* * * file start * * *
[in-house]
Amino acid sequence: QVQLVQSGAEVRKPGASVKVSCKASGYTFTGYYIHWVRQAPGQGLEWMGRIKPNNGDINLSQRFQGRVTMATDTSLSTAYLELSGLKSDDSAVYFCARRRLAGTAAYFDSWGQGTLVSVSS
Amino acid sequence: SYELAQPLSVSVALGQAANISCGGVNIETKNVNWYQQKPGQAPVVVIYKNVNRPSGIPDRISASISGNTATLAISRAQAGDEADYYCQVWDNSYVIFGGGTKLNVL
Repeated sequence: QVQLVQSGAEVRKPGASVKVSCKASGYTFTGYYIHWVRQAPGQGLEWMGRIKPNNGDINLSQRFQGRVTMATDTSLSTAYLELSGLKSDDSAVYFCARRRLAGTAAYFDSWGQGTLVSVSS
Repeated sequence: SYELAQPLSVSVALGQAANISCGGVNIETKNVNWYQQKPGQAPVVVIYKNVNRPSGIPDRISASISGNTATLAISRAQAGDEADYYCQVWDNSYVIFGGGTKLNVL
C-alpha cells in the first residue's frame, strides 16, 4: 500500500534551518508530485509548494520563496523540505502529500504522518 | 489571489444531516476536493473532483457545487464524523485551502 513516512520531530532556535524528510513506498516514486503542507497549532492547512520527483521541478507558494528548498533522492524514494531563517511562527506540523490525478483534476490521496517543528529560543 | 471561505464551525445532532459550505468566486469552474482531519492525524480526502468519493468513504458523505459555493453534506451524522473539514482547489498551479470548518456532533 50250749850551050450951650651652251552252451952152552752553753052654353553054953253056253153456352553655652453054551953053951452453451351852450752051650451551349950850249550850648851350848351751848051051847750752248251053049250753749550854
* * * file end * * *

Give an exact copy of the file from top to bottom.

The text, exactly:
[in-house]
Amino acid sequence: QVQLVQSGAEVRKPGASVKVSCKASGYTFTGYYIHWVRQAPGQGLEWMGRIKPNNGDINLSQRFQGRVTMATDTSLSTAYLELSGLKSDDSAVYFCARRRLAGTAAYFDSWGQGTLVSVSS
Amino acid sequence: SYELAQPLSVSVALGQAANISCGGVNIETKNVNWYQQKPGQAPVVVIYKNVNRPSGIPDRISASISGNTATLAISRAQAGDEADYYCQVWDNSYVIFGGGTKLNVL
Repeated sequence: QVQLVQSGAEVRKPGASVKVSCKASGYTFTGYYIHWVRQAPGQGLEWMGRIKPNNGDINLSQRFQGRVTMATDTSLSTAYLELSGLKSDDSAVYFCARRRLAGTAAYFDSWGQGTLVSVSS
Repeated sequence: SYELAQPLSVSVALGQAANISCGGVNIETKNVNWYQQKPGQAPVVVIYKNVNRPSGIPDRISASISGNTATLAISRAQAGDEADYYCQVWDNSYVIFGGGTKLNVL
C-alpha cells in the first residue's frame, strides 16, 4: 500500500534551518508530485509548494520563496523540505502529500504522518 | 489571489444531516476536493473532483457545487464524523485551502 513516512520531530532556535524528510513506498516514486503542507497549532492547512520527483521541478507558494528548498533522492524514494531563517511562527506540523490525478483534476490521496517543528529560543 | 471561505464551525445532532459550505468566486469552474482531519492525524480526502468519493468513504458523505459555493453534506451524522473539514482547489498551479470548518456532533 50250749850551050450951650651652251552252451952152552752553753052654353553054953253056253153456352553655652453054551953053951452453451351852450752051650451551349950850249550850648851350848351751848051051847750752248251053049250753749550854